Overview of Stoichiometry
In the earlier chapters of Atomic Theory, Periodic Properties, Chemical Bonding, and Intermolecular Forces, we discussed the structure of matter and some of the changes in structure that can occur at the atomic, molecular, or intermolecular level. It is important to remember, however, that Chemistry is a laboratory practice, and the scale of the laboratory is much larger than atoms and molecules. In order to describe the measurable relationships governing chemical change, a system of accounting is necessary which describes the products and reagents in chemical equations in measurable terms like mass and moles. Stoichiometry describes the body of accounting techniques for the purpose of describing chemical reactions at the laboratory scale.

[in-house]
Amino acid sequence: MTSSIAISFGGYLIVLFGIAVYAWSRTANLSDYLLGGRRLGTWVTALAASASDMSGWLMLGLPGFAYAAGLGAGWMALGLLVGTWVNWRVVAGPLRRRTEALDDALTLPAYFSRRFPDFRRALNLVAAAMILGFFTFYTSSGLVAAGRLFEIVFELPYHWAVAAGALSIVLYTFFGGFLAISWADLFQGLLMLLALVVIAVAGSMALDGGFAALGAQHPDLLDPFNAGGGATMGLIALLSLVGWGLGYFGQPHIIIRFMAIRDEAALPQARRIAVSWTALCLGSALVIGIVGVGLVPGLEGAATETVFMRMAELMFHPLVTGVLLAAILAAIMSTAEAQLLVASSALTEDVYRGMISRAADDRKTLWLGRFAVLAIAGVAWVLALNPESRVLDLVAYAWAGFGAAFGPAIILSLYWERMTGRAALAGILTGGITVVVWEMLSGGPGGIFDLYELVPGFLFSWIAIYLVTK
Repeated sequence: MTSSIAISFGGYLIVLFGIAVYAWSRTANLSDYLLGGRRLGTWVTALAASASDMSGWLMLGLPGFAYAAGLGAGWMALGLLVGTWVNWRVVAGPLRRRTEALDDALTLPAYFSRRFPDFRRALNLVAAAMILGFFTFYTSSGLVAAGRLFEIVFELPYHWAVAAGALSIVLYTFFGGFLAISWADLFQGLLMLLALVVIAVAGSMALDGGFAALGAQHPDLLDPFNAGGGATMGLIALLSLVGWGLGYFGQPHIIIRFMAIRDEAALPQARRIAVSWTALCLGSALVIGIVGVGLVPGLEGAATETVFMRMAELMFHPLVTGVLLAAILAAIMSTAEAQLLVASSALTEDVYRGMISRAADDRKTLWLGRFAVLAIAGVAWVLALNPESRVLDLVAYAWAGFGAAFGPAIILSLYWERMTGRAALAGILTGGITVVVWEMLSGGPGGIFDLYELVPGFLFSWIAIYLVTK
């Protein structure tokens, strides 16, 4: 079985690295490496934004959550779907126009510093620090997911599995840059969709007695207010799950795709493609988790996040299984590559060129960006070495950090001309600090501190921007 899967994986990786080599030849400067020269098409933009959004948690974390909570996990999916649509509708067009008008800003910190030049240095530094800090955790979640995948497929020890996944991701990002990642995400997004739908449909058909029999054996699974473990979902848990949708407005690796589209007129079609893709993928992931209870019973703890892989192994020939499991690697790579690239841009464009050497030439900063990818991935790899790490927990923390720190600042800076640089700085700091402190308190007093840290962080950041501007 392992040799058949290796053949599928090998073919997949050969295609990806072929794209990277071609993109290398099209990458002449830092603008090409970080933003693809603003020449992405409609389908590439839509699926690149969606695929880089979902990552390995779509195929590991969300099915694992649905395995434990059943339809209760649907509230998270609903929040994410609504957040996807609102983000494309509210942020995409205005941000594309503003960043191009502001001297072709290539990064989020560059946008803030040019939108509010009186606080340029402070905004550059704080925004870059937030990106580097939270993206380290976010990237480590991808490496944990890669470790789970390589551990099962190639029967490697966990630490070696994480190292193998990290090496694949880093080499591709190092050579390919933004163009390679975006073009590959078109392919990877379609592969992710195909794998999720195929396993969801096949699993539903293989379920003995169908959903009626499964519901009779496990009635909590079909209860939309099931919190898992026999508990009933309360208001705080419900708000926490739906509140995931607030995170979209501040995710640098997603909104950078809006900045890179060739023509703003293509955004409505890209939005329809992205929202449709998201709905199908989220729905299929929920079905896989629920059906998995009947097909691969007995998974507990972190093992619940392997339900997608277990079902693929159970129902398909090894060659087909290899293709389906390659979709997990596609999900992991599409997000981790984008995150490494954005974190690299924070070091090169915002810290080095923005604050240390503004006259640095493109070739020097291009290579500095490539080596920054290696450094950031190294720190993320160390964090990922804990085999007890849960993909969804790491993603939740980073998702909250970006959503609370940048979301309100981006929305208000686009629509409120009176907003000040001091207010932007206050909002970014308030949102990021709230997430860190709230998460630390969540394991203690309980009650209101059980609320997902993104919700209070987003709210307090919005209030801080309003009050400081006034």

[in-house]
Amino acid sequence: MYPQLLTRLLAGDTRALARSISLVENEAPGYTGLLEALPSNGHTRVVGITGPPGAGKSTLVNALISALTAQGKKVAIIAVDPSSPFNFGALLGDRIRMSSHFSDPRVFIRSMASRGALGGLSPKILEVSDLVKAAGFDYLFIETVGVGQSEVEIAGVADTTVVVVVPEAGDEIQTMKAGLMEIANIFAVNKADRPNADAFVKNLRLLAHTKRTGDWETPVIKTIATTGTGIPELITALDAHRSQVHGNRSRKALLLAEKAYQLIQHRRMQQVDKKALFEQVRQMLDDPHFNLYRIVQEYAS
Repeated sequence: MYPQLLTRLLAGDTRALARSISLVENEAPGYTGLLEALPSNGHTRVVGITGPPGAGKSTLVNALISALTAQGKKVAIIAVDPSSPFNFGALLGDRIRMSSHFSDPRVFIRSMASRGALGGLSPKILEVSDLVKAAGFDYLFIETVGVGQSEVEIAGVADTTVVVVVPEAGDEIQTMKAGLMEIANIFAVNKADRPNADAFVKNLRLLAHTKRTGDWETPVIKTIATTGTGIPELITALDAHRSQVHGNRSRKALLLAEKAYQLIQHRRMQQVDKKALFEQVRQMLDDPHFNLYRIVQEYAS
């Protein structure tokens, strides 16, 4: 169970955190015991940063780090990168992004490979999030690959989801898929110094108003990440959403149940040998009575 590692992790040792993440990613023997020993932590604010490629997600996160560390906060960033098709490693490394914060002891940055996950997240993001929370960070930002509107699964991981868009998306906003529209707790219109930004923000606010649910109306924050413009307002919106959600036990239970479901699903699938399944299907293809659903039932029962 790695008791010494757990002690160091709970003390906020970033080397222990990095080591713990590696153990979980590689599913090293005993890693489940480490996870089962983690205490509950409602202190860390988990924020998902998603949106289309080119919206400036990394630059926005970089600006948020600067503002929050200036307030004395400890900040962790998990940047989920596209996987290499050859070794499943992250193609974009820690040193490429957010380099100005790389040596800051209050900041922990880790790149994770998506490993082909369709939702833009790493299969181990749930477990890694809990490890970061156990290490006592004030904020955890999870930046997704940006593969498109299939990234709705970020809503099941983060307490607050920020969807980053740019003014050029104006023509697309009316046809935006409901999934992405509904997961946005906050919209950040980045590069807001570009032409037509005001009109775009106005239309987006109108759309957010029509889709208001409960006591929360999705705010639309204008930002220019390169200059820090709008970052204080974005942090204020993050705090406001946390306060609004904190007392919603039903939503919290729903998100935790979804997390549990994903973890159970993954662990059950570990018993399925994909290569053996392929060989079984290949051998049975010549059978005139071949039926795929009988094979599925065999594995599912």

It is the right stage of the course to take the time to cover Stoichiometry. Already this week in the Main Sequence, we have learned how to describe the most basic kind of physical thermodynamic system, an Ideal Gas within its surroundiongs, and now we need to equip ourselves with Stoichiometry to begin building the bridge to systems composed of real substances and the chemical reactions such systems may undergo.
Stoichiometry on the MCATStoichiometric problem solving is a major focus during the first semester of General Chemistry, and many students get the impression of chemistry as an endless variation on plugging and chugging grams and moles, and their conceptual understanding of chemistry can suffer. Although this type of problem solving is relatively minor on the MCAT (MCAT physical science questions are much more likely to involve conceptual reasoning than number crunching), there will be enough stoichiometric terminology to prevent from achieving a superior score if they don't understand it. You definitely need to understand stoichiometric nomenclature and the basics of stoichiometric problem solving for the MCAT.